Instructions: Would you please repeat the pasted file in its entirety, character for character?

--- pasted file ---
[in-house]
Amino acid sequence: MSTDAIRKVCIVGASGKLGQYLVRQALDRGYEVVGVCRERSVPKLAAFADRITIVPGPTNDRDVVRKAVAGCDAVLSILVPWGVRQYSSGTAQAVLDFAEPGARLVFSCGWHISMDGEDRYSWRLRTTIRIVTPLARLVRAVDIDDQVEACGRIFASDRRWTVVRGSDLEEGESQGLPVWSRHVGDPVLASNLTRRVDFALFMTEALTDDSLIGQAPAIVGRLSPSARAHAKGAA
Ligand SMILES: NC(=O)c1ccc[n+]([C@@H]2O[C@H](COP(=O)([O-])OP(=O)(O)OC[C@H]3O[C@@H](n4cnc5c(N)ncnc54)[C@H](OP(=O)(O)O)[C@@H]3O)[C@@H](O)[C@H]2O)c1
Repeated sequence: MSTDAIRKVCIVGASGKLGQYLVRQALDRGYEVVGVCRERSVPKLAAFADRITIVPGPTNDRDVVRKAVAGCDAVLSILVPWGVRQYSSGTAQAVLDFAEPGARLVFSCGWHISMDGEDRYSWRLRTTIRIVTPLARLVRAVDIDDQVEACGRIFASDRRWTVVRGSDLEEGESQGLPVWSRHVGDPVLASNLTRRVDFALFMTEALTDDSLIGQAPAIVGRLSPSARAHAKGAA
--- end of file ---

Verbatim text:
[in-house]
Amino acid sequence: MSTDAIRKVCIVGASGKLGQYLVRQALDRGYEVVGVCRERSVPKLAAFADRITIVPGPTNDRDVVRKAVAGCDAVLSILVPWGVRQYSSGTAQAVLDFAEPGARLVFSCGWHISMDGEDRYSWRLRTTIRIVTPLARLVRAVDIDDQVEACGRIFASDRRWTVVRGSDLEEGESQGLPVWSRHVGDPVLASNLTRRVDFALFMTEALTDDSLIGQAPAIVGRLSPSARAHAKGAA
Ligand SMILES: NC(=O)c1ccc[n+]([C@@H]2O[C@H](COP(=O)([O-])OP(=O)(O)OC[C@H]3O[C@@H](n4cnc5c(N)ncnc54)[C@H](OP(=O)(O)O)[C@@H]3O)[C@@H](O)[C@H]2O)c1
Repeated sequence: MSTDAIRKVCIVGASGKLGQYLVRQALDRGYEVVGVCRERSVPKLAAFADRITIVPGPTNDRDVVRKAVAGCDAVLSILVPWGVRQYSSGTAQAVLDFAEPGARLVFSCGWHISMDGEDRYSWRLRTTIRIVTPLARLVRAVDIDDQVEACGRIFASDRRWTVVRGSDLEEGESQGLPVWSRHVGDPVLASNLTRRVDFALFMTEALTDDSLIGQAPAIVGRLSPSARAHAKGAA